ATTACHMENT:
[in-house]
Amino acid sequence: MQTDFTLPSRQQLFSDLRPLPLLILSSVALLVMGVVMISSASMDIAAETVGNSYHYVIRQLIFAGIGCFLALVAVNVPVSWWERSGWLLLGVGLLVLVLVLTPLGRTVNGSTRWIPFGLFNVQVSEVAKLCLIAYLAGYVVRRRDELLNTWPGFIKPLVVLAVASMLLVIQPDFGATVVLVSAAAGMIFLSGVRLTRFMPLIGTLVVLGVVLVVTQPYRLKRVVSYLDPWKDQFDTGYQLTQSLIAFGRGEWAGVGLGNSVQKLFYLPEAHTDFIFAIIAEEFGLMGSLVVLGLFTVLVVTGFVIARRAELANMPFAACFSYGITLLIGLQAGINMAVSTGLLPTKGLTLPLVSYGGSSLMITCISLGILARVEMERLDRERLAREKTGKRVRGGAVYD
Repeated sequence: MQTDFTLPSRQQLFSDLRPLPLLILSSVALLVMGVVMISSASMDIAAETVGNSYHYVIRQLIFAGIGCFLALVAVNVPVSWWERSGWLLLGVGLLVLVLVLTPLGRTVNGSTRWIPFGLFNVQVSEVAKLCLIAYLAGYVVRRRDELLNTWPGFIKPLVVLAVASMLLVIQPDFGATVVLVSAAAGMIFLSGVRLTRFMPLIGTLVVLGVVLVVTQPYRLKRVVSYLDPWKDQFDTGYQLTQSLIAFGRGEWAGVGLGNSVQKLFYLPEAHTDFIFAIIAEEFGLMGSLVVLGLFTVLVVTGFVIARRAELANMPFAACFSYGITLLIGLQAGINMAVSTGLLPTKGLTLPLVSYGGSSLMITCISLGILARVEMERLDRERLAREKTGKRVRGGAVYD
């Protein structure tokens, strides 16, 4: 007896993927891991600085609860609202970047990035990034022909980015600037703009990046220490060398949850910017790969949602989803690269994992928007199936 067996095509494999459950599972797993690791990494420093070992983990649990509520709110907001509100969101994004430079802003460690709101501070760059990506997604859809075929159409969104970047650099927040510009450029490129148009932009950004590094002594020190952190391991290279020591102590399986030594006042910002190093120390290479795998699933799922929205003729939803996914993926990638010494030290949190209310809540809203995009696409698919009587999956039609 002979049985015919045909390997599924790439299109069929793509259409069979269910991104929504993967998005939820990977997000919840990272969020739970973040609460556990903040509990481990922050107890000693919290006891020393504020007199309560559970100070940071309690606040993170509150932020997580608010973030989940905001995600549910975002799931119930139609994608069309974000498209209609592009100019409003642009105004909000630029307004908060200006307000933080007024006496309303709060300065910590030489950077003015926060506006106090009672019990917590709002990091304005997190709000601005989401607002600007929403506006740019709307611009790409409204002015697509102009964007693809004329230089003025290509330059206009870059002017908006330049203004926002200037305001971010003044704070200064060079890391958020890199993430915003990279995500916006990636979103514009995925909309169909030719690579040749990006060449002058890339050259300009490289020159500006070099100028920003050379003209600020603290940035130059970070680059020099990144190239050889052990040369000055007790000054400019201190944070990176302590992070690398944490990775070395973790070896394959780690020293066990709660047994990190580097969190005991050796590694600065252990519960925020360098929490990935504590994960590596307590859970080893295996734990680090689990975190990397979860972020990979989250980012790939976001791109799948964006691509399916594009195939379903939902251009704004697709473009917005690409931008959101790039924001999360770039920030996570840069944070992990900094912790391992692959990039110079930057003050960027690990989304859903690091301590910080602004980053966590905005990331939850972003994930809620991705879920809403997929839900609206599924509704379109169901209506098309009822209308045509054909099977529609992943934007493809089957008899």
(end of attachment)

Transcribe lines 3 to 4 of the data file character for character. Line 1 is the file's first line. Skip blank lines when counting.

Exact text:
Repeated sequence: MQTDFTLPSRQQLFSDLRPLPLLILSSVALLVMGVVMISSASMDIAAETVGNSYHYVIRQLIFAGIGCFLALVAVNVPVSWWERSGWLLLGVGLLVLVLVLTPLGRTVNGSTRWIPFGLFNVQVSEVAKLCLIAYLAGYVVRRRDELLNTWPGFIKPLVVLAVASMLLVIQPDFGATVVLVSAAAGMIFLSGVRLTRFMPLIGTLVVLGVVLVVTQPYRLKRVVSYLDPWKDQFDTGYQLTQSLIAFGRGEWAGVGLGNSVQKLFYLPEAHTDFIFAIIAEEFGLMGSLVVLGLFTVLVVTGFVIARRAELANMPFAACFSYGITLLIGLQAGINMAVSTGLLPTKGLTLPLVSYGGSSLMITCISLGILARVEMERLDRERLAREKTGKRVRGGAVYD
């Protein structure tokens, strides 16, 4: 007896993927891991600085609860609202970047990035990034022909980015600037703009990046220490060398949850910017790969949602989803690269994992928007199936 067996095509494999459950599972797993690791990494420093070992983990649990509520709110907001509100969101994004430079802003460690709101501070760059990506997604859809075929159409969104970047650099927040510009450029490129148009932009950004590094002594020190952190391991290279020591102590399986030594006042910002190093120390290479795998699933799922929205003729939803996914993926990638010494030290949190209310809540809203995009696409698919009587999956039609 002979049985015919045909390997599924790439299109069929793509259409069979269910991104929504993967998005939820990977997000919840990272969020739970973040609460556990903040509990481990922050107890000693919290006891020393504020007199309560559970100070940071309690606040993170509150932020997580608010973030989940905001995600549910975002799931119930139609994608069309974000498209209609592009100019409003642009105004909000630029307004908060200006307000933080007024006496309303709060300065910590030489950077003015926060506006106090009672019990917590709002990091304005997190709000601005989401607002600007929403506006740019709307611009790409409204002015697509102009964007693809004329230089003025290509330059206009870059002017908006330049203004926002200037305001971010003044704070200064060079890391958020890199993430915003990279995500916006990636979103514009995925909309169909030719690579040749990006060449002058890339050259300009490289020159500006070099100028920003050379003209600020603290940035130059970070680059020099990144190239050889052990040369000055007790000054400019201190944070990176302590992070690398944490990775070395973790070896394959780690020293066990709660047994990190580097969190005991050796590694600065252990519960925020360098929490990935504590994960590596307590859970080893295996734990680090689990975190990397979860972020990979989250980012790939976001791109799948964006691509399916594009195939379903939902251009704004697709473009917005690409931008959101790039924001999360770039920030996570840069944070992990900094912790391992692959990039110079930057003050960027690990989304859903690091301590910080602004980053966590905005990331939850972003994930809620991705879920809403997929839900609206599924509704379109169901209506098309009822209308045509054909099977529609992943934007493809089957008899």